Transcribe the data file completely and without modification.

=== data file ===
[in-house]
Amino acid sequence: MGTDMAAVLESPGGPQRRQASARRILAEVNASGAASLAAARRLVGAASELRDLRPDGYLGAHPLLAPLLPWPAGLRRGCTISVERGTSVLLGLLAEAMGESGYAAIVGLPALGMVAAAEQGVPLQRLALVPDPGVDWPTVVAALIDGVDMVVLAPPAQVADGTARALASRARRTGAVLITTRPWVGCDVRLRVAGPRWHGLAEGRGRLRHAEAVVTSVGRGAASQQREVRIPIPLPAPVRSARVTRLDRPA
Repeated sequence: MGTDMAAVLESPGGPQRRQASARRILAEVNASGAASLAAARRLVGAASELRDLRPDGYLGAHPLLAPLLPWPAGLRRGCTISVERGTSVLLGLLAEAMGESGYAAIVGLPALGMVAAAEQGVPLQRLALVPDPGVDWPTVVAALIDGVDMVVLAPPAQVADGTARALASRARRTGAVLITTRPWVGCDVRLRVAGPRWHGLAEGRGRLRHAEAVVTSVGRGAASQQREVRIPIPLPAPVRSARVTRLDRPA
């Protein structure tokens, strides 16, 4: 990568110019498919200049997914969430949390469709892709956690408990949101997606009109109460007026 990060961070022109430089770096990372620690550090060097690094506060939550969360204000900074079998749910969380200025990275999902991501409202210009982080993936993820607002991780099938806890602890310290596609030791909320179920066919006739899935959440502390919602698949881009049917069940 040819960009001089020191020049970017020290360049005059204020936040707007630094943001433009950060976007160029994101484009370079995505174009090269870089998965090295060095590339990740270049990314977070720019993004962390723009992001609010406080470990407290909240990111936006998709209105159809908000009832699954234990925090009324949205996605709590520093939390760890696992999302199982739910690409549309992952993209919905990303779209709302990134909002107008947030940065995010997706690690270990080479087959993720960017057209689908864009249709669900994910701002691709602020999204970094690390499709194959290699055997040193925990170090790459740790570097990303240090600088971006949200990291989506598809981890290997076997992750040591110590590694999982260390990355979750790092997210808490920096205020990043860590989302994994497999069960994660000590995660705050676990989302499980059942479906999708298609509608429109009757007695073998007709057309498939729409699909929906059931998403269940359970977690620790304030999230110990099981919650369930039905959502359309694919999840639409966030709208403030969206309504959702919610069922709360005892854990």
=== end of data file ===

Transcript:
[in-house]
Amino acid sequence: MGTDMAAVLESPGGPQRRQASARRILAEVNASGAASLAAARRLVGAASELRDLRPDGYLGAHPLLAPLLPWPAGLRRGCTISVERGTSVLLGLLAEAMGESGYAAIVGLPALGMVAAAEQGVPLQRLALVPDPGVDWPTVVAALIDGVDMVVLAPPAQVADGTARALASRARRTGAVLITTRPWVGCDVRLRVAGPRWHGLAEGRGRLRHAEAVVTSVGRGAASQQREVRIPIPLPAPVRSARVTRLDRPA
Repeated sequence: MGTDMAAVLESPGGPQRRQASARRILAEVNASGAASLAAARRLVGAASELRDLRPDGYLGAHPLLAPLLPWPAGLRRGCTISVERGTSVLLGLLAEAMGESGYAAIVGLPALGMVAAAEQGVPLQRLALVPDPGVDWPTVVAALIDGVDMVVLAPPAQVADGTARALASRARRTGAVLITTRPWVGCDVRLRVAGPRWHGLAEGRGRLRHAEAVVTSVGRGAASQQREVRIPIPLPAPVRSARVTRLDRPA
């Protein structure tokens, strides 16, 4: 990568110019498919200049997914969430949390469709892709956690408990949101997606009109109460007026 990060961070022109430089770096990372620690550090060097690094506060939550969360204000900074079998749910969380200025990275999902991501409202210009982080993936993820607002991780099938806890602890310290596609030791909320179920066919006739899935959440502390919602698949881009049917069940 040819960009001089020191020049970017020290360049005059204020936040707007630094943001433009950060976007160029994101484009370079995505174009090269870089998965090295060095590339990740270049990314977070720019993004962390723009992001609010406080470990407290909240990111936006998709209105159809908000009832699954234990925090009324949205996605709590520093939390760890696992999302199982739910690409549309992952993209919905990303779209709302990134909002107008947030940065995010997706690690270990080479087959993720960017057209689908864009249709669900994910701002691709602020999204970094690390499709194959290699055997040193925990170090790459740790570097990303240090600088971006949200990291989506598809981890290997076997992750040591110590590694999982260390990355979750790092997210808490920096205020990043860590989302994994497999069960994660000590995660705050676990989302499980059942479906999708298609509608429109009757007695073998007709057309498939729409699909929906059931998403269940359970977690620790304030999230110990099981919650369930039905959502359309694919999840639409966030709208403030969206309504959702919610069922709360005892854990």